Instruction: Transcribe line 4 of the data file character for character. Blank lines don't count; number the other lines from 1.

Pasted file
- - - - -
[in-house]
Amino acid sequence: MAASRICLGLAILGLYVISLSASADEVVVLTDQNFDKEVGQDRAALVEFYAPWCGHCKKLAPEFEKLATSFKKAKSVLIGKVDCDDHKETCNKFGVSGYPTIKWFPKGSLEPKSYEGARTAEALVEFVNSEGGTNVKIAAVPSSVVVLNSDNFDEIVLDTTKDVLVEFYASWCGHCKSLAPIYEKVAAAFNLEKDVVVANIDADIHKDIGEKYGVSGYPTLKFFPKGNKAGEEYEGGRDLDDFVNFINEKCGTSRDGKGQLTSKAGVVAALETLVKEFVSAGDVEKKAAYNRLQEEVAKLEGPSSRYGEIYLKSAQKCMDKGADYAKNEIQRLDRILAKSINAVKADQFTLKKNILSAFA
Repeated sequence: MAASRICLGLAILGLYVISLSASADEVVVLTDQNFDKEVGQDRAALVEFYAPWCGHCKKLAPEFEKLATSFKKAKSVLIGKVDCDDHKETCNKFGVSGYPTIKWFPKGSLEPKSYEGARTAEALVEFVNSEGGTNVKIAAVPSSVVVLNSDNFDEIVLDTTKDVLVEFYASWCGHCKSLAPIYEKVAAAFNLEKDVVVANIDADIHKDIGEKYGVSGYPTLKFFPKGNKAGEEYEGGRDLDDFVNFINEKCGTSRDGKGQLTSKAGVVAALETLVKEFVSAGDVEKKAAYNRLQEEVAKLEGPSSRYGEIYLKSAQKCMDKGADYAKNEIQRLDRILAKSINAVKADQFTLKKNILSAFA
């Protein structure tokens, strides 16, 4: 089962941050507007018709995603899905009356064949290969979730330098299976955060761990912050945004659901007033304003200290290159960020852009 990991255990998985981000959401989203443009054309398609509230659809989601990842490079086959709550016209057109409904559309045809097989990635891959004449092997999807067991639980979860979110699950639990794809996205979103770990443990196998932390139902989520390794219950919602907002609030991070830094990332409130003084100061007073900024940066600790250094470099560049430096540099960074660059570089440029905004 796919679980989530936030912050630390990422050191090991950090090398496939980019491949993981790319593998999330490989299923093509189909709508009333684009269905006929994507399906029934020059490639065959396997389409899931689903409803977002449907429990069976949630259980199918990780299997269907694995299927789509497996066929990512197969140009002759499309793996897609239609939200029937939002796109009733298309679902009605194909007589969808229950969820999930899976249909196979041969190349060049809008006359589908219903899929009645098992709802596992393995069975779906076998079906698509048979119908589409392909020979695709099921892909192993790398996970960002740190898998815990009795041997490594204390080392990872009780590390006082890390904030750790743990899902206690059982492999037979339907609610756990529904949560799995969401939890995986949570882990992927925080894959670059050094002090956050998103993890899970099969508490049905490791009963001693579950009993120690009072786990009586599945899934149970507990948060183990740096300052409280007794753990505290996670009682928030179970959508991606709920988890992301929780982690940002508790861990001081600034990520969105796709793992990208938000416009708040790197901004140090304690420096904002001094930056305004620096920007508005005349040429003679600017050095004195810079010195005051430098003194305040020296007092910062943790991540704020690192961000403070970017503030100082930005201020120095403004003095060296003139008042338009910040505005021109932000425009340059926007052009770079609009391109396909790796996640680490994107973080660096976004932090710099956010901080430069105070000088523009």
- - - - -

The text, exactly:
């Protein structure tokens, strides 16, 4: 089962941050507007018709995603899905009356064949290969979730330098299976955060761990912050945004659901007033304003200290290159960020852009 990991255990998985981000959401989203443009054309398609509230659809989601990842490079086959709550016209057109409904559309045809097989990635891959004449092997999807067991639980979860979110699950639990794809996205979103770990443990196998932390139902989520390794219950919602907002609030991070830094990332409130003084100061007073900024940066600790250094470099560049430096540099960074660059570089440029905004 796919679980989530936030912050630390990422050191090991950090090398496939980019491949993981790319593998999330490989299923093509189909709508009333684009269905006929994507399906029934020059490639065959396997389409899931689903409803977002449907429990069976949630259980199918990780299997269907694995299927789509497996066929990512197969140009002759499309793996897609239609939200029937939002796109009733298309679902009605194909007589969808229950969820999930899976249909196979041969190349060049809008006359589908219903899929009645098992709802596992393995069975779906076998079906698509048979119908589409392909020979695709099921892909192993790398996970960002740190898998815990009795041997490594204390080392990872009780590390006082890390904030750790743990899902206690059982492999037979339907609610756990529904949560799995969401939890995986949570882990992927925080894959670059050094002090956050998103993890899970099969508490049905490791009963001693579950009993120690009072786990009586599945899934149970507990948060183990740096300052409280007794753990505290996670009682928030179970959508991606709920988890992301929780982690940002508790861990001081600034990520969105796709793992990208938000416009708040790197901004140090304690420096904002001094930056305004620096920007508005005349040429003679600017050095004195810079010195005051430098003194305040020296007092910062943790991540704020690192961000403070970017503030100082930005201020120095403004003095060296003139008042338009910040505005021109932000425009340059926007052009770079609009391109396909790796996640680490994107973080660096976004932090710099956010901080430069105070000088523009």